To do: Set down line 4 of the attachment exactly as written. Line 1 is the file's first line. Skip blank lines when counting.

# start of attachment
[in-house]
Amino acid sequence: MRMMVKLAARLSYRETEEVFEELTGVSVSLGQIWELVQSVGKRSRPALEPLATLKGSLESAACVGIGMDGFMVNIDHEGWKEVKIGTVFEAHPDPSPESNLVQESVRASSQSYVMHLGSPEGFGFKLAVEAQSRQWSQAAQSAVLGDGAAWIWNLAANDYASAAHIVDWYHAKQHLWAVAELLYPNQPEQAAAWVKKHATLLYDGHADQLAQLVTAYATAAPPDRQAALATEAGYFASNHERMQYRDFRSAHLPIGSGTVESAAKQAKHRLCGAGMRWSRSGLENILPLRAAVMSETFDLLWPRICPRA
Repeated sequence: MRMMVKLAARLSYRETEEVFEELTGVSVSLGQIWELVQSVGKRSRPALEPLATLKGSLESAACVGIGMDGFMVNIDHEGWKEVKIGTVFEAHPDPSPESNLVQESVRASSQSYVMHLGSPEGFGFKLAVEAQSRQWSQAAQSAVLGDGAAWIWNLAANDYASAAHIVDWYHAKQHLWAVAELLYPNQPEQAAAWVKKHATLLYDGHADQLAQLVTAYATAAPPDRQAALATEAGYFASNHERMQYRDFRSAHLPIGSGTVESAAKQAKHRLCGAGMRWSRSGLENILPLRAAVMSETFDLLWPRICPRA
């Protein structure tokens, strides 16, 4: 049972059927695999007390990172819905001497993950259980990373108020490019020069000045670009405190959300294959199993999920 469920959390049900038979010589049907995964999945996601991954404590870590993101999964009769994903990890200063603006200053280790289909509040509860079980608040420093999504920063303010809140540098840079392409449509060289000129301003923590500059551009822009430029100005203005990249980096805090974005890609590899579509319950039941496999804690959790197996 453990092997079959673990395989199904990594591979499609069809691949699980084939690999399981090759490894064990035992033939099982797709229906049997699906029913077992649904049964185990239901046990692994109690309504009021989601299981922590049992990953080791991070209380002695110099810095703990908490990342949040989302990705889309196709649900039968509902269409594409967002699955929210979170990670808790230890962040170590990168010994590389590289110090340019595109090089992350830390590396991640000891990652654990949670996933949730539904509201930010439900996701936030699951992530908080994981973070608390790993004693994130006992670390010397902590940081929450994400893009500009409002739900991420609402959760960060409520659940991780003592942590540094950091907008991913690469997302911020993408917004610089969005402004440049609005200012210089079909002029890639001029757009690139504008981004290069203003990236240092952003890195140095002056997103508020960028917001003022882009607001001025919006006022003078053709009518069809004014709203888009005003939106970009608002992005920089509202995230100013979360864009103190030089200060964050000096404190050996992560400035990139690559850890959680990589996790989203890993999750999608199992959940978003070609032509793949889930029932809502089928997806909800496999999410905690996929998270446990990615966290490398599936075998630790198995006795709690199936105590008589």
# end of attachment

């Protein structure tokens, strides 16, 4: 049972059927695999007390990172819905001497993950259980990373108020490019020069000045670009405190959300294959199993999920 469920959390049900038979010589049907995964999945996601991954404590870590993101999964009769994903990890200063603006200053280790289909509040509860079980608040420093999504920063303010809140540098840079392409449509060289000129301003923590500059551009822009430029100005203005990249980096805090974005890609590899579509319950039941496999804690959790197996 453990092997079959673990395989199904990594591979499609069809691949699980084939690999399981090759490894064990035992033939099982797709229906049997699906029913077992649904049964185990239901046990692994109690309504009021989601299981922590049992990953080791991070209380002695110099810095703990908490990342949040989302990705889309196709649900039968509902269409594409967002699955929210979170990670808790230890962040170590990168010994590389590289110090340019595109090089992350830390590396991640000891990652654990949670996933949730539904509201930010439900996701936030699951992530908080994981973070608390790993004693994130006992670390010397902590940081929450994400893009500009409002739900991420609402959760960060409520659940991780003592942590540094950091907008991913690469997302911020993408917004610089969005402004440049609005200012210089079909002029890639001029757009690139504008981004290069203003990236240092952003890195140095002056997103508020960028917001003022882009607001001025919006006022003078053709009518069809004014709203888009005003939106970009608002992005920089509202995230100013979360864009103190030089200060964050000096404190050996992560400035990139690559850890959680990589996790989203890993999750999608199992959940978003070609032509793949889930029932809502089928997806909800496999999410905690996929998270446990990615966290490398599936075998630790198995006795709690199936105590008589």